If we know there’s a certain point in the pipeline that will be started from frequently (unit range movement), then we can cache the result of the stage before that (biome texture drawing) in a texture, and start from there next time.

Water Effects

The water rendering makes use of a few effects:

The final water effect

  1. The water becomes darker and more opaque the further it is from shore
  2. Waves approach and break on the shore (zoom in :)
  3. Caustic lighting

Distance Fields

In order to fade the water opacity and lightness, we need to know for each water pixel, how far it is from the shore. This can be done upfront with simple brute force, iterating over the entire heightmap and finding the closest above water pixel, to produce a distance field:

Distance field from shore

However, this is O(N^4) in the size of the texture, which is unideal. One technique I’ve learned about recently is jump flooding, which is much faster (O(N^2 log_2(N))). After using this technique, the one remaining problem is that this distance field cannot be calculated per-chunk independently, since we are excluding above water pixels that may be closer, but in a different chunk. As such, the algorithm has to run globally, across all chunks at once.

However, simply stitching all the chunk heightmaps together can result in a massive texture the GPU will refuse to work with. This is one reason why we split the map up into chunks in the first place! On the other hand, we don’t need pixel-perfect accuracy since this is being used for a fade effect. The solution here is to combine all the chunk heightmaps, but then bilinearly resize it to something small enough for the GPU to work with, and then create the distance field from that smaller image.

With the distance field in hand, it is then trivial to implement the first effect, by remapping the distance to the two colors and opacity.

Color and Opacity fade water effect

Shore Waves

For the second effect, we can run a few functions over the distance field to create the waves:

  1. First, run a sine wave over the distance field values. This creates a rippling from the shore:

sin(distance) water effect

Groovy, baby!

  1. Cutoff pixels futher than a certain distance, since these should only be close to the shore. Fade the remaining pixels out by their distance to make further waves fainter.
  2. Threshold the image by only taking values greater than say, 0.98. This means we only get thin bands, closer to wave crests.

Thin waves water effect

  1. Add noise to the inputs and outputs of the sine wave to make the result more natural looking, for the final effect. The noise also pushes pixels above or below the threshold, so it doesn’t look like one big unbroken wave, but (hopefully) like many small ones:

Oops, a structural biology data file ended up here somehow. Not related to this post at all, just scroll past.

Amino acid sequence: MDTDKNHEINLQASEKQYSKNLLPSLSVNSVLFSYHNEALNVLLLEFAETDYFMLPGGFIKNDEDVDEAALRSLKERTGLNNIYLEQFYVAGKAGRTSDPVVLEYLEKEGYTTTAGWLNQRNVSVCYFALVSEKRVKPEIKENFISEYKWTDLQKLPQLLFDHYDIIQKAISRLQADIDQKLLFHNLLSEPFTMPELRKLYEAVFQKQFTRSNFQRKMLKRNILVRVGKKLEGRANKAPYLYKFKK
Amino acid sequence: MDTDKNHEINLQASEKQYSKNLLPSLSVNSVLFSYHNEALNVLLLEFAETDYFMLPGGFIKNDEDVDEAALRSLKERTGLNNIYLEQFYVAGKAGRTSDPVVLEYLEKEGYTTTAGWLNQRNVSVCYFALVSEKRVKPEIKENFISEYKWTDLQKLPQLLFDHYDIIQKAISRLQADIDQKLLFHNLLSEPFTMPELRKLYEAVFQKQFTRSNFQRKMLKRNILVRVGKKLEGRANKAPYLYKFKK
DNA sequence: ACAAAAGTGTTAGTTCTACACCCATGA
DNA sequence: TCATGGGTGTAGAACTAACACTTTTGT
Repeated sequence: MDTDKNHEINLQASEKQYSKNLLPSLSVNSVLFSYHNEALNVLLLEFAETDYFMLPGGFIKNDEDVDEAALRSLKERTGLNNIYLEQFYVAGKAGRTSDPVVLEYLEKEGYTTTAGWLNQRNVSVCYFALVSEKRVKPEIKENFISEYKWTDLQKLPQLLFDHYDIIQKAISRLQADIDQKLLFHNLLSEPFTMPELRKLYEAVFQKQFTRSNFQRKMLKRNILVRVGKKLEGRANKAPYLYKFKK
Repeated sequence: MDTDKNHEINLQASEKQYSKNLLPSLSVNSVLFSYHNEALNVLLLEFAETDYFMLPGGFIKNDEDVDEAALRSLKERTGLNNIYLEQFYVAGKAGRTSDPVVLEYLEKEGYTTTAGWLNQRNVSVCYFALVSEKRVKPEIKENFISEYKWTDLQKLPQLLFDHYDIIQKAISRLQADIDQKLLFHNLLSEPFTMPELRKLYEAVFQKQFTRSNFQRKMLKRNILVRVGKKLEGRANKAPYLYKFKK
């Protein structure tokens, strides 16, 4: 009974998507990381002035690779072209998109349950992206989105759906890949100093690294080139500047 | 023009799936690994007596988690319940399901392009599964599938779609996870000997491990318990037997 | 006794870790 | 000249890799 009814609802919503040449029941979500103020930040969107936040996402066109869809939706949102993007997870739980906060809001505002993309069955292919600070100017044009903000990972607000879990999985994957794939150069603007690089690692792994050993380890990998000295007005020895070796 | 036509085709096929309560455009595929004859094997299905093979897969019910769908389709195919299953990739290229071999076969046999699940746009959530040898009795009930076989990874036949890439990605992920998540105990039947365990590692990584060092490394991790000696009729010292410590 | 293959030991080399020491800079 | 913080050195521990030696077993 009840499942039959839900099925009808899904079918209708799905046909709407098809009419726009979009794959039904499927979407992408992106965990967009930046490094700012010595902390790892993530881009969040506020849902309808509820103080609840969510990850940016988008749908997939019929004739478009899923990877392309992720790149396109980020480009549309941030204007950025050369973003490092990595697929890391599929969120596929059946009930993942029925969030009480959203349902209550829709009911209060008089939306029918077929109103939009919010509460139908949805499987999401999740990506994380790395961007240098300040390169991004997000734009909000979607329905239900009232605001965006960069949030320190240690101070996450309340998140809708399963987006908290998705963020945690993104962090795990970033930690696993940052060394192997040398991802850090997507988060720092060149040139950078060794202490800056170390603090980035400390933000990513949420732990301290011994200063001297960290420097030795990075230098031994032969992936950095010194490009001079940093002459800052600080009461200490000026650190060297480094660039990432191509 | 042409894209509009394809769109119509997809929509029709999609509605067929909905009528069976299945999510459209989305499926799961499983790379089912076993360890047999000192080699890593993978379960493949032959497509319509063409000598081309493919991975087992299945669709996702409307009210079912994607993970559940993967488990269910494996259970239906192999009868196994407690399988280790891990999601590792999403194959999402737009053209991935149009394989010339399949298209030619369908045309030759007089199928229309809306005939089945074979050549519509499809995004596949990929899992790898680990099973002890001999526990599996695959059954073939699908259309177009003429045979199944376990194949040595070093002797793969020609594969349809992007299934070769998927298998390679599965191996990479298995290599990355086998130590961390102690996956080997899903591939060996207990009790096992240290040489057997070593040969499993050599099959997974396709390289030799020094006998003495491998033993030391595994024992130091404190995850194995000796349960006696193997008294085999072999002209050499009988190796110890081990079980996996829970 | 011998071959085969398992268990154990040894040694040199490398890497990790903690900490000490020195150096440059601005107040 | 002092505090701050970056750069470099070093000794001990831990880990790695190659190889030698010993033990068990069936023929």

Noisy thin waves water effect

To make the waves approach the shore and break over time, simply add the current frame’s timestamp to the sine function.

Caustic Lighting

The caustic lighting is faked by playing with the noise texture as follows:

  1. Sample the noise texture while scrolling through it by adding the frame timestamp to the UV coordinates.
  2. Take the sine of this sample plus the frame timestamp (again) and the fragment’s world position.
  3. Square this result and mask it with even more noise (The answer is always … more noise!)

The 'caustic' water effect

The result from each of these 2 components (color/opacity + shore waves + caustic) can simply be added (assuming the weights are sane) for the final result (close up):

Final water effect (close up)

Future Work

I’m quite pleased with the architecture of the code, since it’s enabled me to try out radically different graphical approaches, like:

GBA Style

A GameBoy Advance visual style

NDS Pixel Style

A Nintendo DS pixelated style

NDS Pixel Style

A data model and style where cells can have finer grained elevation, beyond above/below water

Aside from gameplay, I’d be interested in taking a look at the following:

  1. Lower level graphics implementation. In Unity, there is only so much exposed to the developer in order to maintain cross platform compatibility and to keep the API simple. I know newer underlying graphics APIs like Vulkan, Metal, and DX12 expose synchronization and resource dependencies explicitly, so it would be interesting to see how this task structure could be reimplemented upon those abstractions.

  2. Spherical map. In most strategy games, the world is geometrically a cylinder, such that you can sail west and return from the east, but the poles are not a single point. Rendering on a sphere is more challenging since neither hexagons nor squares tessellate perfectly, so some workarounds include adding a few pentagons, or just making cell shapes more freeform.

  3. Optimized mesh tessellation. In this implementation, the mesh is tessellated as a grid of uniformly sized squares. However, the seafloor for instance, is mostly flat and doesn’t need such detail, while conversely, mountain peaks are sharp and could use even finer detail. An interesting next step would be to implement a differential tessellation while still preserving seams between chunks so they can be culled as needed.